Why two-factor authentication is worth your time
Two-factor authentication (multi-factor authentication or 2FA) reforms the way we approach accounts and their security. Linking them to an external source has become a routine for many businesses. While employers require staff to perform multi-factor authentication, the global incorporation of individual users is miles away. Users frequently regard an additional step as a hassle, irrelevant to their accounts. However, two-factor authentication is beneficial for anyone and you need to recognize its main strengths.
What is two-factor authentication?
Two-factor authentication is an account security boost that requires users to provide additional proof during the sign-in process. Traditionally, you give a one-time password to access the account, but the evidence might be any digital token you set. It is enough to check “Yes” on a push notification presented on their smartphone for some.
Others use unique services such as Google Authenticator App, LastPass, Authy, or Microsoft Authenticator. These apps show temporary tokens that you need to type into the service. An SMS verification still exists, but many write it off from available options due to security concerns. Other than that, two-factor authentication follows a standard procedure:
- Users attempt to log in to their accounts and provide correct credentials: password and username/email address.
- The system requests users to supply the additional token as proof of authorized access.
- Users provide the evidence either by typing in a one-time password or clicking on a push notification.
- If correct, the website or app approves the login.
2FA: the backstory
Google first introduced two-factor authentication for the general public in 2011. Currently, thousands of people use the Google Authenticator App that links devices to specific accounts. Besides the robust growth in the user base, the 2FA struggles to become a mainstream feature. Many still neglect the necessity and use two-factor authentication out of obligation, not conscious decision.
According to 2019 statistics, mobile push notifications were the most prevalent authentication method. However, verification via SMS showed a significant decline, mostly due to its unsecured nature. Security researchers began trumpeting over the possible hijacks facilitated by flaws in the cell network. SIM swapping and interception of incoming text messages allows cybercriminals to take control of accounts.
Hence, you should revoke verification via SMS messages and choose alternatives instead. For instance, Google Authenticator App presents temporary tokens to use for the two-factor authentication. Specialists calculated that such verification could be the ultimate solution to automated attacks.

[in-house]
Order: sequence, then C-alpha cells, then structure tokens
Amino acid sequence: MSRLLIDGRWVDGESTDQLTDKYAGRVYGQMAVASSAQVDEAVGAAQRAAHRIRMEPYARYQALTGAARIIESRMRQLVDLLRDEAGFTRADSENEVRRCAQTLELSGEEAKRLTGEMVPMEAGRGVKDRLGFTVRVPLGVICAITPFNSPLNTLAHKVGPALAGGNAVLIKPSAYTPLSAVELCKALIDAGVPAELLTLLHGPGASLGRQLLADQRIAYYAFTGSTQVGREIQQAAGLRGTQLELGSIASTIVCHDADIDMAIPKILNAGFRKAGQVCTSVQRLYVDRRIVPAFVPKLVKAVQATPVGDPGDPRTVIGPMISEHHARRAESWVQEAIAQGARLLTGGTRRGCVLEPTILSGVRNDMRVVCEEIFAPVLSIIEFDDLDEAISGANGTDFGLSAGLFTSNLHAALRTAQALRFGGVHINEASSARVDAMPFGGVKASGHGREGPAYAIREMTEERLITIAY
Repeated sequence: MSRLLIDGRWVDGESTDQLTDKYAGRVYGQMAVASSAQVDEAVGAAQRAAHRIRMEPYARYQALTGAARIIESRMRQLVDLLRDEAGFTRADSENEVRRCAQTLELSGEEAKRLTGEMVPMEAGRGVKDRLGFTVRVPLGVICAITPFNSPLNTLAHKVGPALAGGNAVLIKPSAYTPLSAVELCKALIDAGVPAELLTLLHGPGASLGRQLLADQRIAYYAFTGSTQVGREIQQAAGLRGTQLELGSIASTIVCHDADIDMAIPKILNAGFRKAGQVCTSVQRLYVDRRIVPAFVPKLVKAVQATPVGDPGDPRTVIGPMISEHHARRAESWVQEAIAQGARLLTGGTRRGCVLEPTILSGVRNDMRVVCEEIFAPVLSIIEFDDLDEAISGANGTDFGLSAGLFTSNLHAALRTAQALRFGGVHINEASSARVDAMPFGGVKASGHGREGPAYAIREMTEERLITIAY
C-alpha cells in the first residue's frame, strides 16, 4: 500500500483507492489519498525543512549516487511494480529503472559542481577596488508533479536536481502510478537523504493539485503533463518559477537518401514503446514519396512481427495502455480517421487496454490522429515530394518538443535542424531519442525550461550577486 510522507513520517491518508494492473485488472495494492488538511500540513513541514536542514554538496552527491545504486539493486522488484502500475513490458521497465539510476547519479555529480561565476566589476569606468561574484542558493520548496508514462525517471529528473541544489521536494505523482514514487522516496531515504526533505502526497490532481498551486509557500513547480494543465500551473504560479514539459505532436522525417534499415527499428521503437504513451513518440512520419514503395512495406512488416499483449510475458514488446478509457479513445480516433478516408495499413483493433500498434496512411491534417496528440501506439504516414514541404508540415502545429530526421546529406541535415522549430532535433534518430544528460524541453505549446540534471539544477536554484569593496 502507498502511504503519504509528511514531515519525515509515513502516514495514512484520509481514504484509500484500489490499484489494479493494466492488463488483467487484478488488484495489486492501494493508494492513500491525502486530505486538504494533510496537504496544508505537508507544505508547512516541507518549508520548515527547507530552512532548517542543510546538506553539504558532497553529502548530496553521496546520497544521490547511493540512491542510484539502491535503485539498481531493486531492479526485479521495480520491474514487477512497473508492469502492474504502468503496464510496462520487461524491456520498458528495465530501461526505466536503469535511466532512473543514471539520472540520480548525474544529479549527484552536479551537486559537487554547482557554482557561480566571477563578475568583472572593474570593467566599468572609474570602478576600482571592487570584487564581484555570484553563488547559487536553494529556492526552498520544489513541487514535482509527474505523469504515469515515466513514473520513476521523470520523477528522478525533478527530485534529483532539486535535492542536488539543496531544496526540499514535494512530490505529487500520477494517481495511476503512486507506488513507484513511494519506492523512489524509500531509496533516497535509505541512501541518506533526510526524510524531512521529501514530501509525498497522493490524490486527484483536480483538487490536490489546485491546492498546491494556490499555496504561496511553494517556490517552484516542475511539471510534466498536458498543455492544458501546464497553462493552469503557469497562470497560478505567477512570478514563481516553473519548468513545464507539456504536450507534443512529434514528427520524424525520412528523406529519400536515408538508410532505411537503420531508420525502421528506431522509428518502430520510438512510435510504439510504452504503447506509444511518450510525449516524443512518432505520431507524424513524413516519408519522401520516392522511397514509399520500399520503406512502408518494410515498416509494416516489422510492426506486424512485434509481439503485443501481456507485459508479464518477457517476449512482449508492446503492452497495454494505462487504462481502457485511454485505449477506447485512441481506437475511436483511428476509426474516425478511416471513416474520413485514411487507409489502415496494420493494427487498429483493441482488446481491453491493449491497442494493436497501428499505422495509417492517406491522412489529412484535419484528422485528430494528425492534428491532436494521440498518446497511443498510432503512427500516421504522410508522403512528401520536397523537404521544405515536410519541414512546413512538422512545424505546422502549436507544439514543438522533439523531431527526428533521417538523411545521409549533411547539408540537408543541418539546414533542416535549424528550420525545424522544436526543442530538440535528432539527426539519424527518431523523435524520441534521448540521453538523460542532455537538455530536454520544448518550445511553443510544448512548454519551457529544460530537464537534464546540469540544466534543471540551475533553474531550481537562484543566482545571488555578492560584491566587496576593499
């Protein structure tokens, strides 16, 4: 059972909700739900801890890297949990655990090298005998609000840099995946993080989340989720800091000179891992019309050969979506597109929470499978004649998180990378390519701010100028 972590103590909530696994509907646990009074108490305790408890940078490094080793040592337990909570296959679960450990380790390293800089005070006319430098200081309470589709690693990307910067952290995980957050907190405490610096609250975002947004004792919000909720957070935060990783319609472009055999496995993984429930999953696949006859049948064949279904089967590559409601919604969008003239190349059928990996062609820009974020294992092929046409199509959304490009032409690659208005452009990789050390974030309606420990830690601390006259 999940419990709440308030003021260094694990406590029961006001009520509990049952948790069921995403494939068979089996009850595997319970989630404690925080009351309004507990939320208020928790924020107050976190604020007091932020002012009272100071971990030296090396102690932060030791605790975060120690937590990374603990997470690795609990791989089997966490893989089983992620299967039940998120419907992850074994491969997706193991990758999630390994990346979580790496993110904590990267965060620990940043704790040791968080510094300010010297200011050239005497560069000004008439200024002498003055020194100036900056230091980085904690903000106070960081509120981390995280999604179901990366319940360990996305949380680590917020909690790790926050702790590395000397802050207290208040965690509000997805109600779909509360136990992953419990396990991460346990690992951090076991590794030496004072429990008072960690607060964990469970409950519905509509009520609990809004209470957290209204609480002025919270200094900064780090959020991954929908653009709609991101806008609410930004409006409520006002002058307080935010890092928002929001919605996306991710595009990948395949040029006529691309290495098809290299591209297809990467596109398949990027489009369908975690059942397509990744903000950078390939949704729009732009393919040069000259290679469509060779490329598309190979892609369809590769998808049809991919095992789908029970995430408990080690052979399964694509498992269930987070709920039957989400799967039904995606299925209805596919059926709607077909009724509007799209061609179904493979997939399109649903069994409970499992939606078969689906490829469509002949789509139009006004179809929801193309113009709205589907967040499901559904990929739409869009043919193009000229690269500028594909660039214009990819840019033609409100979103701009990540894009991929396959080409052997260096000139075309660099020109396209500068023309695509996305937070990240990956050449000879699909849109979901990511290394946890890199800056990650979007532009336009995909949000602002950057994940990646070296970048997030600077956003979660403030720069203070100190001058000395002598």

Data breaches happen unexpectedly and might occur due to ill-framed security infrastructure at companies. Hence, it is essential to stay alert and apply all the necessary techniques to protect oneself. Imagine if you use the same password for multiple accounts, and one of these services suffer a data breach. Then, your password could be put to the test by numerous attempts of credential stuffing. Luckily, two-factor authentication can help prevent unauthorized access. In the past, security questions were the preferred option. However, not every service offers it.
Shortcomings of 2FA
While useful to an extent, two-factor authentication has room for improvement. Also, consider passwordless authentication that does not require credentials.
- Not all 2FA options are the same. Incorporating an extra verification factor is the right thing to do. However, not all 2FA options are equally effective and secure. For instance, receiving one-time codes via SMS brings an array of issues to the table. Hence, choose a two-factor authentication app to retrieve verification tokens.
- You might lose the external source. Typically, 2FA relies on smartphones and email accounts. If you lose your phone or forget credentials, you might no longer have the means to authorize login attempts. Luckily, two-factor authentication apps offer backup and migration options.
- Limited integration. Two-factor authentication is only available on the services that choose to integrate it. While you might set it for Gmail, Twitter, Facebook, or another popular service, others lack behind in this area. However, more and more digital providers opt to integrate 2FA. TikTok owners recently decided to incorporate this option, and Tesla’s Elon Musk reported the 2FA options to be in the final validation stage.
- Flaws in 2FA technology. Two-factor authentication is not magic: it has its drawbacks and vulnerabilities. Researchers raised red flags over the flaw in Google Authenticator App, potentially allowing hackers to snatch the one-time codes. Surprisingly, Google neglected this flaw for years, with its first sightings reported in 2014. Therefore, do not dismiss the use of additional security layers. Have antivirus or VPN tools secure your device and internet connection. With such a well-oiled defense mechanism, your devices will be out of harm’s way.